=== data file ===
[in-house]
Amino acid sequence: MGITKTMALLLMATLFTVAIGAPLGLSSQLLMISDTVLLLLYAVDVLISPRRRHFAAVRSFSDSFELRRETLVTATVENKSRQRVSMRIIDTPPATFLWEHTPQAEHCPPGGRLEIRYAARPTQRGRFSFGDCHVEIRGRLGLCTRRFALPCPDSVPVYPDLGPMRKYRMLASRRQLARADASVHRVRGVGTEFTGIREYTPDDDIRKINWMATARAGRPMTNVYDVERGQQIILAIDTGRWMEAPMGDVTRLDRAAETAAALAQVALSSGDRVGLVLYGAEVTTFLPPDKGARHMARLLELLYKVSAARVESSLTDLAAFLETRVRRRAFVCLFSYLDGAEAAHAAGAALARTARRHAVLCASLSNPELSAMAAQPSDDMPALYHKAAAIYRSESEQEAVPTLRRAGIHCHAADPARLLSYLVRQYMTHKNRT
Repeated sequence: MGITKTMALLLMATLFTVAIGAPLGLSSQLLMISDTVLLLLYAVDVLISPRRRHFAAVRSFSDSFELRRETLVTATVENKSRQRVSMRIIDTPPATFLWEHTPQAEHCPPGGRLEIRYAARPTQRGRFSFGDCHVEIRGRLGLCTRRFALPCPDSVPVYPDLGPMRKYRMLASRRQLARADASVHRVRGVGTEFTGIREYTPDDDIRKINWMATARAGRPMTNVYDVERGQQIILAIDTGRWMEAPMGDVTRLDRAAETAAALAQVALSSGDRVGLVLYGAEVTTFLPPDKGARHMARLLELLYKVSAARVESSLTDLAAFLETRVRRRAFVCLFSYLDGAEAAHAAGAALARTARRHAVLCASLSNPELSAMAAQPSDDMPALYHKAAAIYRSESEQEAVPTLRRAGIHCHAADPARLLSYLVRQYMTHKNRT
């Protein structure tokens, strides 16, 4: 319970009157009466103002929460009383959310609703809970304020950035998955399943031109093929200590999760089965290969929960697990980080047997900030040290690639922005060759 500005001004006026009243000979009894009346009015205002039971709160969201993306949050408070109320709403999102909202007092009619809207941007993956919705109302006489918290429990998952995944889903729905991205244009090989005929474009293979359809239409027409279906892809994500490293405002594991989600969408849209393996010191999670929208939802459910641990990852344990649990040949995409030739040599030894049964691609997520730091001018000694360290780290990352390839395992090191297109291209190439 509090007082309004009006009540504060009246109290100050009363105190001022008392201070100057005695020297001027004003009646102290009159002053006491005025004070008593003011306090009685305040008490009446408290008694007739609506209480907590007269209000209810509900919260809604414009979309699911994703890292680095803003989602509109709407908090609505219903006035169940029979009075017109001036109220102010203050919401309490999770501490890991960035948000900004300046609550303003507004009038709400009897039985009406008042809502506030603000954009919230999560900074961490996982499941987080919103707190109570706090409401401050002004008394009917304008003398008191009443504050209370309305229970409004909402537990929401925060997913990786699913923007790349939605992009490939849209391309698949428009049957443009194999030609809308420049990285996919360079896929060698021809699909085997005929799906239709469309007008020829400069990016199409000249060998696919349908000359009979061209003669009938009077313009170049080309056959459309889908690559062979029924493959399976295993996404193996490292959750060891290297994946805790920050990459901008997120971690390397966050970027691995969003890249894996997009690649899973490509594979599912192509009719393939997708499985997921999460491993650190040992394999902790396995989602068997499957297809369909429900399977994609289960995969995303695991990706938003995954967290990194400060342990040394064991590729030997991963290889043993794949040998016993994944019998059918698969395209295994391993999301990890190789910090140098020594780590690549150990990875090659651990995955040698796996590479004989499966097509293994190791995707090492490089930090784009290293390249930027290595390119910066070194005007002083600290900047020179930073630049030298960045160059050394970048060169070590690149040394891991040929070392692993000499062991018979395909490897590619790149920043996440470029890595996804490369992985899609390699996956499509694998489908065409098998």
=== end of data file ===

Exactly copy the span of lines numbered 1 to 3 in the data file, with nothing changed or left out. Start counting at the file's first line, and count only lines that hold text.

[in-house]
Amino acid sequence: MGITKTMALLLMATLFTVAIGAPLGLSSQLLMISDTVLLLLYAVDVLISPRRRHFAAVRSFSDSFELRRETLVTATVENKSRQRVSMRIIDTPPATFLWEHTPQAEHCPPGGRLEIRYAARPTQRGRFSFGDCHVEIRGRLGLCTRRFALPCPDSVPVYPDLGPMRKYRMLASRRQLARADASVHRVRGVGTEFTGIREYTPDDDIRKINWMATARAGRPMTNVYDVERGQQIILAIDTGRWMEAPMGDVTRLDRAAETAAALAQVALSSGDRVGLVLYGAEVTTFLPPDKGARHMARLLELLYKVSAARVESSLTDLAAFLETRVRRRAFVCLFSYLDGAEAAHAAGAALARTARRHAVLCASLSNPELSAMAAQPSDDMPALYHKAAAIYRSESEQEAVPTLRRAGIHCHAADPARLLSYLVRQYMTHKNRT
Repeated sequence: MGITKTMALLLMATLFTVAIGAPLGLSSQLLMISDTVLLLLYAVDVLISPRRRHFAAVRSFSDSFELRRETLVTATVENKSRQRVSMRIIDTPPATFLWEHTPQAEHCPPGGRLEIRYAARPTQRGRFSFGDCHVEIRGRLGLCTRRFALPCPDSVPVYPDLGPMRKYRMLASRRQLARADASVHRVRGVGTEFTGIREYTPDDDIRKINWMATARAGRPMTNVYDVERGQQIILAIDTGRWMEAPMGDVTRLDRAAETAAALAQVALSSGDRVGLVLYGAEVTTFLPPDKGARHMARLLELLYKVSAARVESSLTDLAAFLETRVRRRAFVCLFSYLDGAEAAHAAGAALARTARRHAVLCASLSNPELSAMAAQPSDDMPALYHKAAAIYRSESEQEAVPTLRRAGIHCHAADPARLLSYLVRQYMTHKNRT